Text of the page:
LR-5182

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LR-5182
LR-5182.svg
Identifiers
Synonyms (cis)-LR-5182, (cis)-LR-5182 hydrochloride
CAS Number
PubChem CID
ChemSpider
ChEMBL
Chemical and physical data
Formula C17H23Cl2N
Molar mass 312.28 g·mol−1
3D model (Jmol)
  (verify)

LR-5182 is a stimulant drug which acts as a norepinephrine–dopamine reuptake inhibitor, structurally related to the better known drug fencamfamine.[1][2][3] It was developed by the pharmaceutical company Eli Lilly in the 1970s, and researched for potential use as an antidepressant, although never marketed. LR-5182 has two stereoisomers, both of which are active, although one isomer blocks reuptake of only dopamine and noradrenaline, while the other blocks reuptake of serotonin as well.[4]

While LR-5182 itself never proceeded beyond initial animal studies, discovery of monoamine reuptake inhibition activity and stimulant effects in drugs of this type has subsequently led to the development of many other stimulant drugs of related chemical structure, primarily developed as potential antidepressants,[5] or as substitute drugs for the treatment of cocaine abuse.[6][7]

References[edit]

  1. ^ David T. Wong; Frank P. Bymaster (September 1978). "An inhibitor of dopamine uptake, LR5182, CIS-3-(3,4-dichlorophenyl)-2-N, N-dimethylaminomethyl-bicyclo-[2,2,2]-octane, hydrochloride". Life Sciences. 23 (10): 1041–1047. doi:10.1016/0024-3205(78)90664-1. PMID 713683.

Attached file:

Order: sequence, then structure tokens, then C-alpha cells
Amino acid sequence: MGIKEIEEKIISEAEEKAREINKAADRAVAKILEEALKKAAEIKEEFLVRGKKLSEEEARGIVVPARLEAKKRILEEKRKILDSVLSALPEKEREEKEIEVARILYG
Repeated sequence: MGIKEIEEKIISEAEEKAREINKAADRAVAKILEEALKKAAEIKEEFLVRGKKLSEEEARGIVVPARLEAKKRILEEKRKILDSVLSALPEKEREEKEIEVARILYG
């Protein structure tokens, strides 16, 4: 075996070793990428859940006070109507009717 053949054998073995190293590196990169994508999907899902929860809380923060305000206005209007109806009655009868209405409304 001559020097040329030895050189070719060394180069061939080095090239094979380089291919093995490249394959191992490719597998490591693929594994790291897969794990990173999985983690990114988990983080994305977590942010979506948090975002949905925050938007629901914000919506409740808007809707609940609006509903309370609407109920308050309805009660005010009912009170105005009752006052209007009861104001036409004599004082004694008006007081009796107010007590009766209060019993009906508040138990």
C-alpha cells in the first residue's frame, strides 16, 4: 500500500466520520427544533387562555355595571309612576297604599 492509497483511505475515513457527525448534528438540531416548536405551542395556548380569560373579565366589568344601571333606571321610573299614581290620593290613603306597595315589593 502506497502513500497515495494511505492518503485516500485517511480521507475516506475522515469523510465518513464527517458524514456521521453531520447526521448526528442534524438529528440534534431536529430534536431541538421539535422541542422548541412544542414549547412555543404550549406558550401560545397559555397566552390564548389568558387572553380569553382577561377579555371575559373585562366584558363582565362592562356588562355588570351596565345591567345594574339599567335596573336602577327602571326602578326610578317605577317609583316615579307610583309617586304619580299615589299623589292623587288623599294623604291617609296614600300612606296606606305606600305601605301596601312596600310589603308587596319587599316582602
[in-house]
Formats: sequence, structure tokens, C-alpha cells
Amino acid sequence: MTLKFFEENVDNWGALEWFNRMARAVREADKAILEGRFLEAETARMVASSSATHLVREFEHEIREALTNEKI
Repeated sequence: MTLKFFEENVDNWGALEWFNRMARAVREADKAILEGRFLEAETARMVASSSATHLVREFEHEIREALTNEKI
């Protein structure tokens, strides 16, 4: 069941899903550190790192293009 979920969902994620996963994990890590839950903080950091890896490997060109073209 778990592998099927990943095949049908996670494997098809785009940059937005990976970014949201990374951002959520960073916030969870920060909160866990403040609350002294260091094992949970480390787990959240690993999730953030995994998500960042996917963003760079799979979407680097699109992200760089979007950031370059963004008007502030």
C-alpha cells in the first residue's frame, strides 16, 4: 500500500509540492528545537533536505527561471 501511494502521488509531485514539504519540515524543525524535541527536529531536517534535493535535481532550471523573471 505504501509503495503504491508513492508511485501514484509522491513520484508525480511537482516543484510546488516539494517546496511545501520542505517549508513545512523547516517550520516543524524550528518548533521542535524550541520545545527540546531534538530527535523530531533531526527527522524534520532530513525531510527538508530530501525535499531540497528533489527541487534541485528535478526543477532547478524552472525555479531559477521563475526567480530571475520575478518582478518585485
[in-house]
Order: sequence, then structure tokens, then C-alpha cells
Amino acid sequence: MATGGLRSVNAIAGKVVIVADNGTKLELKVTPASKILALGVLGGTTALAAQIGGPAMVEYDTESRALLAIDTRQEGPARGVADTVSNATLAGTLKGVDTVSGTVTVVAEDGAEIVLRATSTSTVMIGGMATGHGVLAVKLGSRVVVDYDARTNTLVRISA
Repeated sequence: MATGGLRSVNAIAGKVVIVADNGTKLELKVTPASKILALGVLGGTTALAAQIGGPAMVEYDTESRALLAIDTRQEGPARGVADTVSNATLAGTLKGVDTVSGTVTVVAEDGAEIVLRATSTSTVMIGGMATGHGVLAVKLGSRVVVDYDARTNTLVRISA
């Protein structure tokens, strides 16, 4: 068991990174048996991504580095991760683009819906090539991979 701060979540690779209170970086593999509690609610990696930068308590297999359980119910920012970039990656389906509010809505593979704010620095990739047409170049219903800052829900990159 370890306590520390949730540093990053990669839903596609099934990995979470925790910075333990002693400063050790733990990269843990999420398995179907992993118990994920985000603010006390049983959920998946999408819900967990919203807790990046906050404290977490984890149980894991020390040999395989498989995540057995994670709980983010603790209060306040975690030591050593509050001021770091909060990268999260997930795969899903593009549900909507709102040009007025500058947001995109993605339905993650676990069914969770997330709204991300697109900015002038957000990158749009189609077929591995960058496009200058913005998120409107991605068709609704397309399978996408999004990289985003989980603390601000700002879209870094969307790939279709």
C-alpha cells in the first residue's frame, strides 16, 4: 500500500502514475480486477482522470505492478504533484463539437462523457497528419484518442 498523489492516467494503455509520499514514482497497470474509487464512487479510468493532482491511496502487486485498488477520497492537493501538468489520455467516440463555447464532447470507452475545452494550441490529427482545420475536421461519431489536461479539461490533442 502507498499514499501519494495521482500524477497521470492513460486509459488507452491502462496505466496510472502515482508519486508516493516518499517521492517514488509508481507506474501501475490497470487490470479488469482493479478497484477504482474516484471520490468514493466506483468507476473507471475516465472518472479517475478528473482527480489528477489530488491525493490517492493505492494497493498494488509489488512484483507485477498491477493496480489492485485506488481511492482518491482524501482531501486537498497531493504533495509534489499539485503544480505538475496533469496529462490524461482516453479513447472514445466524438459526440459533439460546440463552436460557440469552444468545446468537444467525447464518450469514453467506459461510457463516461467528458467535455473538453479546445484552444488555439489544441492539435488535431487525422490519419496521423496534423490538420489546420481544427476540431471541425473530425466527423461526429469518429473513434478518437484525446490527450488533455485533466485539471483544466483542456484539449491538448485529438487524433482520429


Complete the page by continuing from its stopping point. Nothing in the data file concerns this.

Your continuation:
2. ^ R.W. Fuller; K.W. Perry; H.D. Snoddy (May 1979). "In vivo effects of LR5182, cis-3-(3,4-dichlorophenyl)-2-N,N-dimethylaminomethyl-bicyclo-[2,2,2]-octane hydrochloride, an inhibitor of uptake into dopamine and norepinephrine neurons". Neuropharmacology. 18 (5): 497–501. doi:10.1016/0028-3908(79)90076-5. PMID 460546. 
  3. ^ David T. Wong; Frank P. Bymaster; Leroy R. Reid (June 1980). "Competitive Inhibition of Catecholamine Uptake in Synaptosomes of Rat Brain by Rigid Bicyclo-Octanes". Journal of Neurochemistry. 34 (6): 1453–1458. doi:10.1111/j.1471-4159.1980.tb11225.x. PMID 7381469. 
  4. ^ Susan Wedley; Joy L. Howard; Bruce T. Large; Ian A. Pullar (1978). "The inhibition of monoamine uptake into rat brain synaptosomes by selected bicyclo-octanes and an analogous bicyclo-octene". Biochemical Pharmacology. 27 (24): 2907–2909. doi:10.1016/0006-2952(78)90207-1. PMID 736983. 
  5. ^ Lorraine Axford; John R. Boot; Terrence M. Hotten; Martine Keenan; Fionna M. Martin; Sandra Milutinovic; Nick A. Moore; Michael F. O'Neill; Ian A. Pullar; David E. Tupper; Kristel R. Van Belle; Vincent Vivien (October 2003). "Bicyclo[2.2.1]heptanes as novel triple re-uptake inhibitors for the treatment of depression". Bioorganic & Medicinal Chemistry Letters. 13 (19): 3277–3280. doi:10.1016/S0960-894X(03)00660-7. PMID 12951108. 
  6. ^ Howard M. Deutsch; David M. Collard; Liang Zhang; Kikue S. Burnham; Abhay K. Deshpande; Stephan G. Holtzman; Margaret M. Schweri (March 1999). "Synthesis and Pharmacology of Site-Specific Cocaine Abuse Treatment Agents: 2-(Aminomethyl)-3-phenylbicyclo[2.2.2]- and -[2.2.1]alkane Dopamine Uptake Inhibitors". Journal of Medicinal Chemistry. 42 (5): 882–895. doi:10.1021/jm980566m. PMID 10072685. 
  7. ^ Sahar Javanmard; Howard M. Deutsch; David M. Collard; Michael J. Kuhar; Margaret M. Schweri (November 1999). "Synthesis and Pharmacology of Site-Specific Cocaine Abuse Treatment Agents: 2-Substituted-6-amino-5-phenylbicyclo[2.2.2]octanes". Journal of Medicinal Chemistry. 42 (23): 4836–4843. doi:10.1021/jm990306k. PMID 10579846.